Anthropology is the holistic study of human life. Anthropologists examine what it means to be human and offer valuable insights into the challenges we face today in our rapidly changing, culturally diverse, and increasingly interconnected world.
UConn’s undergraduate education in anthropology spans many fields in the sciences, social sciences, and humanities. Our students connect lessons from the past to contemporary issues related to race/racism, gender, class, inequality, health, environmental change, and more.
Anthropology majors study the big picture of human experience by exploring biology, cultures, and societal structures throughout time and space.
Students pursuing a BA in Anthropology learn about important concepts in subfields like archaeology; cultural, environmental, and medical anthropology; and evolution, cognition, and culture. They also participate in experiences like field training, research, and internships, where they can explore their interests and gain applied skills that prepare them for the future.
Anthropology minors study the diversity of human cultures and experiences, and explore foundational questions about what makes us human. An anthropology minor complements many majors and provides important training for careers in areas like health care, education, government, and policy.
Anthropology of Global Health
Anthropology of global health minors gain theoretical and methodological tools needed to analyze health from an anthropological perspective. Students in this minor can integrate anthropological analysis into their study of global health problems and solutions.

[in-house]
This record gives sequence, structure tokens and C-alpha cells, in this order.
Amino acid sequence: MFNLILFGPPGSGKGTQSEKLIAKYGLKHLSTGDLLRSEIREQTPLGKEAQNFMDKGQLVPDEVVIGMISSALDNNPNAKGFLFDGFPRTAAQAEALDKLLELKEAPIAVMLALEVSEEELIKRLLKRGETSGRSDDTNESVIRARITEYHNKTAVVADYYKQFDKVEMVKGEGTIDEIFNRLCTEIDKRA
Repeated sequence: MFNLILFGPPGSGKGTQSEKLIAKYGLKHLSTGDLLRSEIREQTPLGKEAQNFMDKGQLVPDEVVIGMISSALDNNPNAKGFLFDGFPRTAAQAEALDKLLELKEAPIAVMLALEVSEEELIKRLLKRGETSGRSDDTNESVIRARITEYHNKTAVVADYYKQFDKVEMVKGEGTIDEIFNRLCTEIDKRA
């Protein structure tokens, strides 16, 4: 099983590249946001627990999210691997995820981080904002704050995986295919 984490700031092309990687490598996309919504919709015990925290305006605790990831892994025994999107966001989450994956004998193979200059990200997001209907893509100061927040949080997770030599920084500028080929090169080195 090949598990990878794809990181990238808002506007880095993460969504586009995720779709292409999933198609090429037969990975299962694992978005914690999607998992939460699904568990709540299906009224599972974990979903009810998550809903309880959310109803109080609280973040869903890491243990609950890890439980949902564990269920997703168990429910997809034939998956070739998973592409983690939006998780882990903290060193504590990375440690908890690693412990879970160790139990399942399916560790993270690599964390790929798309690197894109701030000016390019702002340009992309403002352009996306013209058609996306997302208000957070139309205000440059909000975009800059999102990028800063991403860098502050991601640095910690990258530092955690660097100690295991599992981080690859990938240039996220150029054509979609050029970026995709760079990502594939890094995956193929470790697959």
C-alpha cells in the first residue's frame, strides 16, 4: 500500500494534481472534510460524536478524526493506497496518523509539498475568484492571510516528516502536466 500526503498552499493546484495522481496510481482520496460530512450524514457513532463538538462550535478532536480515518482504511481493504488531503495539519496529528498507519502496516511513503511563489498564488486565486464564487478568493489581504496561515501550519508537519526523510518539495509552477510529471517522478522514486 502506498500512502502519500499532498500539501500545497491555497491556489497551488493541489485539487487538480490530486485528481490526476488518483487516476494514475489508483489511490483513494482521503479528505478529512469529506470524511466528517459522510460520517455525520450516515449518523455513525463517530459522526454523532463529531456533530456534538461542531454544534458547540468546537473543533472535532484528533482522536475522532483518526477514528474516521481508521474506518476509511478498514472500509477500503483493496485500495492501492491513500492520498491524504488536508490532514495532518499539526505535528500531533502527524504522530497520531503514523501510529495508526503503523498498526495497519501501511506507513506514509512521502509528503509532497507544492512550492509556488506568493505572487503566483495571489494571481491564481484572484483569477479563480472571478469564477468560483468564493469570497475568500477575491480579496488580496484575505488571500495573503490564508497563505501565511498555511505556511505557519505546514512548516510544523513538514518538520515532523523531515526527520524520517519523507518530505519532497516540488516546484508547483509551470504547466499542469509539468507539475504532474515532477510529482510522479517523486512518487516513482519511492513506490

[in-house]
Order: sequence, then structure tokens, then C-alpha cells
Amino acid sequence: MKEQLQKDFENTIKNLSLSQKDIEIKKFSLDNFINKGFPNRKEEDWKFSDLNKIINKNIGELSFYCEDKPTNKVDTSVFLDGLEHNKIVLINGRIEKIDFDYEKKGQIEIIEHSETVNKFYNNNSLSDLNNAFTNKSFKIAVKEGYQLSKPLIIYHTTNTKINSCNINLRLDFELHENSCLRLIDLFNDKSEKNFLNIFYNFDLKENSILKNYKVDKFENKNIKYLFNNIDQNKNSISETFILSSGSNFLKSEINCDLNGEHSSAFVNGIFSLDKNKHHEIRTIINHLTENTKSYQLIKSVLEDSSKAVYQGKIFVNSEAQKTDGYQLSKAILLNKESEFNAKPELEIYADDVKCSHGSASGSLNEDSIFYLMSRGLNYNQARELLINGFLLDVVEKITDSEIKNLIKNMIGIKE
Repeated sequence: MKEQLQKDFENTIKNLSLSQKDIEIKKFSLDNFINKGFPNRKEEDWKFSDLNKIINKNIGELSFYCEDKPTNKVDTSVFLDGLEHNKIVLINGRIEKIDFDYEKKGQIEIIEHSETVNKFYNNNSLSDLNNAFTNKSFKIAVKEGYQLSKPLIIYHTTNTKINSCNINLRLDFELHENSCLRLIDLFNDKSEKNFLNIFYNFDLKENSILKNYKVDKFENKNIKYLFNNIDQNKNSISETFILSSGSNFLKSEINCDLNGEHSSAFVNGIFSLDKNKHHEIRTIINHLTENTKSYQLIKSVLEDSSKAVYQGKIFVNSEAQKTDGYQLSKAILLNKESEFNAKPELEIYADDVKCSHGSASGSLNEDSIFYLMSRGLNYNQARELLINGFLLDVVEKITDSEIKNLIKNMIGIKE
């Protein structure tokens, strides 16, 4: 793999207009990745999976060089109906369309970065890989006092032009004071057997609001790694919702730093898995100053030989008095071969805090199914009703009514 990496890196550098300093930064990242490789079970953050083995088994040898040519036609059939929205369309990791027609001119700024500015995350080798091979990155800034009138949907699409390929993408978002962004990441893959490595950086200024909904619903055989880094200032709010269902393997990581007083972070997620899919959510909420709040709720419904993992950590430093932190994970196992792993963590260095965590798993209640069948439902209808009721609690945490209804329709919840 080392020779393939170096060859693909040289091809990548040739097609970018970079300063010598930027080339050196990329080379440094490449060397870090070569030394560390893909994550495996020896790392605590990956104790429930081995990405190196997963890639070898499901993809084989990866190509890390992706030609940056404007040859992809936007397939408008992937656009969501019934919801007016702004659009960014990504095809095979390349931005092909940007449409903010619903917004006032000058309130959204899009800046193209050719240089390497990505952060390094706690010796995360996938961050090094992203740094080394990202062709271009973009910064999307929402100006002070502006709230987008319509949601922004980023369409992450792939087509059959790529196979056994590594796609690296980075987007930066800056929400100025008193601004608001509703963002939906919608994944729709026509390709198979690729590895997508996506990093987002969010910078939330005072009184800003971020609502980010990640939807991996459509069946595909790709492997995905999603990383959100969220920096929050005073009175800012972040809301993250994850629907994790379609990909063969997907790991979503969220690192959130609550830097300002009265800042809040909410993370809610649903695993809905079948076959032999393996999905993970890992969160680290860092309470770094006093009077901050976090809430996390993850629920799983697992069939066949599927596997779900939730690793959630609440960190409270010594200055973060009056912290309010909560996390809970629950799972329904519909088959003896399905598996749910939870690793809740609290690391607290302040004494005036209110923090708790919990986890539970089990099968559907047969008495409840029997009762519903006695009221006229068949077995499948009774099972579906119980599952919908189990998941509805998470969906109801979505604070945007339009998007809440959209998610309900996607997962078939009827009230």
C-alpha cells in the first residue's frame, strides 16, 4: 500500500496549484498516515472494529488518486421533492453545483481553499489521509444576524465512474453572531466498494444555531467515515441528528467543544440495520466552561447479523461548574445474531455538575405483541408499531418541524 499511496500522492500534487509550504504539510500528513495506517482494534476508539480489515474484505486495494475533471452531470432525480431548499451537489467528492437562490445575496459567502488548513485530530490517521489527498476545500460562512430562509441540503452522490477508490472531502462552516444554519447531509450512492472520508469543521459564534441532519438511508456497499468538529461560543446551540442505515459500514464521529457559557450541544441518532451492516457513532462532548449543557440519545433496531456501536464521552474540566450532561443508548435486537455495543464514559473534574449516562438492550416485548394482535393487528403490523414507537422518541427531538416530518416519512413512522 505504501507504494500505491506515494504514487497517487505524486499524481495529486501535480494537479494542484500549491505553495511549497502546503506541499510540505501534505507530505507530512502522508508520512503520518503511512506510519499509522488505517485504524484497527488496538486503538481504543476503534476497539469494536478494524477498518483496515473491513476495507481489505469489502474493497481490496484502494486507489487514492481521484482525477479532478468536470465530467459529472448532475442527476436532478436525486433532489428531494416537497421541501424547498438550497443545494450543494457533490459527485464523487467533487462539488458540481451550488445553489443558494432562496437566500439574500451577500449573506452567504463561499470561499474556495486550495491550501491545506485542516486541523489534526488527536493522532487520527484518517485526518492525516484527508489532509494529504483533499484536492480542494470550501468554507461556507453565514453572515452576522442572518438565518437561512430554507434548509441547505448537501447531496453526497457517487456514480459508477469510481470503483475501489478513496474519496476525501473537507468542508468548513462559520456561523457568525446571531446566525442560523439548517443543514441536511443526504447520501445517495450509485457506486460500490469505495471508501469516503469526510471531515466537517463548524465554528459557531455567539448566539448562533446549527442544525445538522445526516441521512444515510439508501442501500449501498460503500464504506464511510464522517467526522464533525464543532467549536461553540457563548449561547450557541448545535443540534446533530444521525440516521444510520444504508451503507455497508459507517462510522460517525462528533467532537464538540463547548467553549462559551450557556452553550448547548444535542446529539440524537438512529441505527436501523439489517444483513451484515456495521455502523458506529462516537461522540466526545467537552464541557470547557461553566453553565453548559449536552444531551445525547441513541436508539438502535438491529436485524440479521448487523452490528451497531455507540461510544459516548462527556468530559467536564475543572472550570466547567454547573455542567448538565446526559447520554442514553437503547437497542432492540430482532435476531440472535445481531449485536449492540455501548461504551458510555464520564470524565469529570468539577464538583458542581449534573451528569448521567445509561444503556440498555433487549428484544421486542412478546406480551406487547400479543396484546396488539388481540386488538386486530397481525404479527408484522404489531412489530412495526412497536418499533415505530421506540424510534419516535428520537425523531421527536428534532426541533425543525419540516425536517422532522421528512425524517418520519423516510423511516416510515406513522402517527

Native American and Indigenous Studies
Students explore historical and contemporary topics that impact Native American and Indigenous communities. They use a variety of perspectives across the humanities and social sciences to explore these topics.
Our majors can pursue two graduation awards through the Honors Program in Anthropology, coordinated in partnership with the UConn Honors Program. Honors students get access to a wider range of challenging courses and hands-on research collaboration with a faculty mentor.
Customize Your Education
Students in the Department of Anthropology pair their degrees with other fields of study based on their interests and career goals. Students can also enhance their education by getting involved in internships, field training, research, and other leadership positions.
Resources for Undergraduate Students
Anthropology majors are assigned a dedicated academic advisor. Students meet with their advisor each semester to select courses and plan their degree. Advisors can help you explore study abroad opportunities, minor options, internships, careers, graduate schools, and many more topics. Advising sessions are by appointment only. Learn more about advising and how to make an appointment with your advisor.
Awards and Scholarships
The department awards funds to undergraduate students for research projects and conference travel. They also offer travel awards to offset the cost of attending field training schools. Learn more about department awards and how to apply.
Anthropology students can also apply for scholarships that consider merit and financial need through the College of Liberal Arts and Sciences.
Jobs and Careers
After they graduate, UConn anthropology majors work in a variety of professional fields and locations. Many of them also continue on to graduate study.
Not sure what to do with your anthropology degree? You can explore job titles and industries where our alumni work, as well as professional development resources from the department and UConn’s Center for Career Development, on our Undergraduate Careers page.